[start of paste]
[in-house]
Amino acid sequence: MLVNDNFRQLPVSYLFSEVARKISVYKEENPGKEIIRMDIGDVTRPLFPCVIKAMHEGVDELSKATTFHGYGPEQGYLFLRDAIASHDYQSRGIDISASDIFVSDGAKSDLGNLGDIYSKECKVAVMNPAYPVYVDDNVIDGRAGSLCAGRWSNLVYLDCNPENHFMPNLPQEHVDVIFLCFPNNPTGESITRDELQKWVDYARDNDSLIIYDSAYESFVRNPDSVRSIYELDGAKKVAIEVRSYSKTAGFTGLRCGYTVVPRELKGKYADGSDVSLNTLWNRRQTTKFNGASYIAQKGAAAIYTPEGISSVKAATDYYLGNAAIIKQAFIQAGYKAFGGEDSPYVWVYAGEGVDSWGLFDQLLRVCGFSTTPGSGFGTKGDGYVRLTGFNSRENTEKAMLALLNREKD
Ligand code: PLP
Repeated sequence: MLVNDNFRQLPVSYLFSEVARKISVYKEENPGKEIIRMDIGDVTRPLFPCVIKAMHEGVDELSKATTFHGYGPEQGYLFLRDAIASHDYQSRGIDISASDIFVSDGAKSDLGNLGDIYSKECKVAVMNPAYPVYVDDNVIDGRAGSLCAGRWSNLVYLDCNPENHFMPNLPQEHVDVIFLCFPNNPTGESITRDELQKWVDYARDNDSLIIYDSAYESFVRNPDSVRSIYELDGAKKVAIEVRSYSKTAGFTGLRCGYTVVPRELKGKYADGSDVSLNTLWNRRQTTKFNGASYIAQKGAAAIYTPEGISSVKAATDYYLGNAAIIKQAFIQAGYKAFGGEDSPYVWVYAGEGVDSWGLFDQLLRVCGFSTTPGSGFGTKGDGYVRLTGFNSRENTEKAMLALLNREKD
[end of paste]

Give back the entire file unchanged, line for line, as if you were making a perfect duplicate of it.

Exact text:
[in-house]
Amino acid sequence: MLVNDNFRQLPVSYLFSEVARKISVYKEENPGKEIIRMDIGDVTRPLFPCVIKAMHEGVDELSKATTFHGYGPEQGYLFLRDAIASHDYQSRGIDISASDIFVSDGAKSDLGNLGDIYSKECKVAVMNPAYPVYVDDNVIDGRAGSLCAGRWSNLVYLDCNPENHFMPNLPQEHVDVIFLCFPNNPTGESITRDELQKWVDYARDNDSLIIYDSAYESFVRNPDSVRSIYELDGAKKVAIEVRSYSKTAGFTGLRCGYTVVPRELKGKYADGSDVSLNTLWNRRQTTKFNGASYIAQKGAAAIYTPEGISSVKAATDYYLGNAAIIKQAFIQAGYKAFGGEDSPYVWVYAGEGVDSWGLFDQLLRVCGFSTTPGSGFGTKGDGYVRLTGFNSRENTEKAMLALLNREKD
Ligand code: PLP
Repeated sequence: MLVNDNFRQLPVSYLFSEVARKISVYKEENPGKEIIRMDIGDVTRPLFPCVIKAMHEGVDELSKATTFHGYGPEQGYLFLRDAIASHDYQSRGIDISASDIFVSDGAKSDLGNLGDIYSKECKVAVMNPAYPVYVDDNVIDGRAGSLCAGRWSNLVYLDCNPENHFMPNLPQEHVDVIFLCFPNNPTGESITRDELQKWVDYARDNDSLIIYDSAYESFVRNPDSVRSIYELDGAKKVAIEVRSYSKTAGFTGLRCGYTVVPRELKGKYADGSDVSLNTLWNRRQTTKFNGASYIAQKGAAAIYTPEGISSVKAATDYYLGNAAIIKQAFIQAGYKAFGGEDSPYVWVYAGEGVDSWGLFDQLLRVCGFSTTPGSGFGTKGDGYVRLTGFNSRENTEKAMLALLNREKD